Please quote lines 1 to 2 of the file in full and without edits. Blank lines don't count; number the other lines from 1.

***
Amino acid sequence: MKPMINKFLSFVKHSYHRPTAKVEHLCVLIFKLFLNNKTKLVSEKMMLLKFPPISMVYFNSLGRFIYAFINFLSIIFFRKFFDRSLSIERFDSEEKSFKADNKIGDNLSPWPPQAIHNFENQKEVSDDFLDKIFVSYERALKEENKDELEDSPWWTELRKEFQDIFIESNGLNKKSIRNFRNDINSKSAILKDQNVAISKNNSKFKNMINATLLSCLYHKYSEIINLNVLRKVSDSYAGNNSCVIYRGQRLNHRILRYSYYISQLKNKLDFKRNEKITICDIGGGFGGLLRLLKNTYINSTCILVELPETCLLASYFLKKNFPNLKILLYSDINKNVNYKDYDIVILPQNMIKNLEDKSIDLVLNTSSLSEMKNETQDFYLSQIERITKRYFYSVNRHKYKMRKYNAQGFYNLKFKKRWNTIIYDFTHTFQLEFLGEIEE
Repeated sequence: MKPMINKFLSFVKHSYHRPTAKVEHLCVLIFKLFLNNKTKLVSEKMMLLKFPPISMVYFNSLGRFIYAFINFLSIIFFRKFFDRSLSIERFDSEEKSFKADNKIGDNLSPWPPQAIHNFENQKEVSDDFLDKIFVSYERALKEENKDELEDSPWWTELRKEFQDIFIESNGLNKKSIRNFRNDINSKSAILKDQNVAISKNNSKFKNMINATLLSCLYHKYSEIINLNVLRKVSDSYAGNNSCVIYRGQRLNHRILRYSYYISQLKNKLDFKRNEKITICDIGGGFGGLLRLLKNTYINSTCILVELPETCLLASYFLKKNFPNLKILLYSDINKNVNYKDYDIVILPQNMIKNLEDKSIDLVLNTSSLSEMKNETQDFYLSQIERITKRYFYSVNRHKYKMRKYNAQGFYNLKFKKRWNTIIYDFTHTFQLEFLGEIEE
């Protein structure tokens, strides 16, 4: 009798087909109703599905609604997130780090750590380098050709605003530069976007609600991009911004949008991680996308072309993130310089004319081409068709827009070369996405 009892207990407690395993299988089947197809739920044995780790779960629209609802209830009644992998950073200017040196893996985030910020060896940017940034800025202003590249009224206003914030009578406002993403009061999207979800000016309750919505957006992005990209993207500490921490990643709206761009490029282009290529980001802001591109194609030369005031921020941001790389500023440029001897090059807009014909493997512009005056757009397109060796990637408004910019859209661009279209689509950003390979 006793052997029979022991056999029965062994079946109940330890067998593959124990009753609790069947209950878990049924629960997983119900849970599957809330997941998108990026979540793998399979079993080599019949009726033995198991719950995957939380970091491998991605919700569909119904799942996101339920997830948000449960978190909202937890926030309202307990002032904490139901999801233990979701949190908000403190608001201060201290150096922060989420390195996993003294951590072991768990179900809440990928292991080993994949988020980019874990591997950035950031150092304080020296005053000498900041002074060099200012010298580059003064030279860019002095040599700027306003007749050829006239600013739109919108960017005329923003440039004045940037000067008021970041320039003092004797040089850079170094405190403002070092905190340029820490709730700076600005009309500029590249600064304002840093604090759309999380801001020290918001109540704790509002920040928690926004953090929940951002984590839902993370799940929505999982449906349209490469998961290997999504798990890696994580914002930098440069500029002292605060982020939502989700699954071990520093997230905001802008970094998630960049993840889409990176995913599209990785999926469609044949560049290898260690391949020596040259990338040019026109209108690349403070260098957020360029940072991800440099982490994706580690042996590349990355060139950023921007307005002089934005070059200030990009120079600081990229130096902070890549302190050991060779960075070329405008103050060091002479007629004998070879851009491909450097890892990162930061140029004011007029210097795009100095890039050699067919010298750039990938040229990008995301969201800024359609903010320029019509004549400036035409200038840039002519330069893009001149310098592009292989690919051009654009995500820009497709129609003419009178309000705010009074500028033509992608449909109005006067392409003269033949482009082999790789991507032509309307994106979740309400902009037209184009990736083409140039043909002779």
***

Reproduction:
Amino acid sequence: MKPMINKFLSFVKHSYHRPTAKVEHLCVLIFKLFLNNKTKLVSEKMMLLKFPPISMVYFNSLGRFIYAFINFLSIIFFRKFFDRSLSIERFDSEEKSFKADNKIGDNLSPWPPQAIHNFENQKEVSDDFLDKIFVSYERALKEENKDELEDSPWWTELRKEFQDIFIESNGLNKKSIRNFRNDINSKSAILKDQNVAISKNNSKFKNMINATLLSCLYHKYSEIINLNVLRKVSDSYAGNNSCVIYRGQRLNHRILRYSYYISQLKNKLDFKRNEKITICDIGGGFGGLLRLLKNTYINSTCILVELPETCLLASYFLKKNFPNLKILLYSDINKNVNYKDYDIVILPQNMIKNLEDKSIDLVLNTSSLSEMKNETQDFYLSQIERITKRYFYSVNRHKYKMRKYNAQGFYNLKFKKRWNTIIYDFTHTFQLEFLGEIEE
Repeated sequence: MKPMINKFLSFVKHSYHRPTAKVEHLCVLIFKLFLNNKTKLVSEKMMLLKFPPISMVYFNSLGRFIYAFINFLSIIFFRKFFDRSLSIERFDSEEKSFKADNKIGDNLSPWPPQAIHNFENQKEVSDDFLDKIFVSYERALKEENKDELEDSPWWTELRKEFQDIFIESNGLNKKSIRNFRNDINSKSAILKDQNVAISKNNSKFKNMINATLLSCLYHKYSEIINLNVLRKVSDSYAGNNSCVIYRGQRLNHRILRYSYYISQLKNKLDFKRNEKITICDIGGGFGGLLRLLKNTYINSTCILVELPETCLLASYFLKKNFPNLKILLYSDINKNVNYKDYDIVILPQNMIKNLEDKSIDLVLNTSSLSEMKNETQDFYLSQIERITKRYFYSVNRHKYKMRKYNAQGFYNLKFKKRWNTIIYDFTHTFQLEFLGEIEE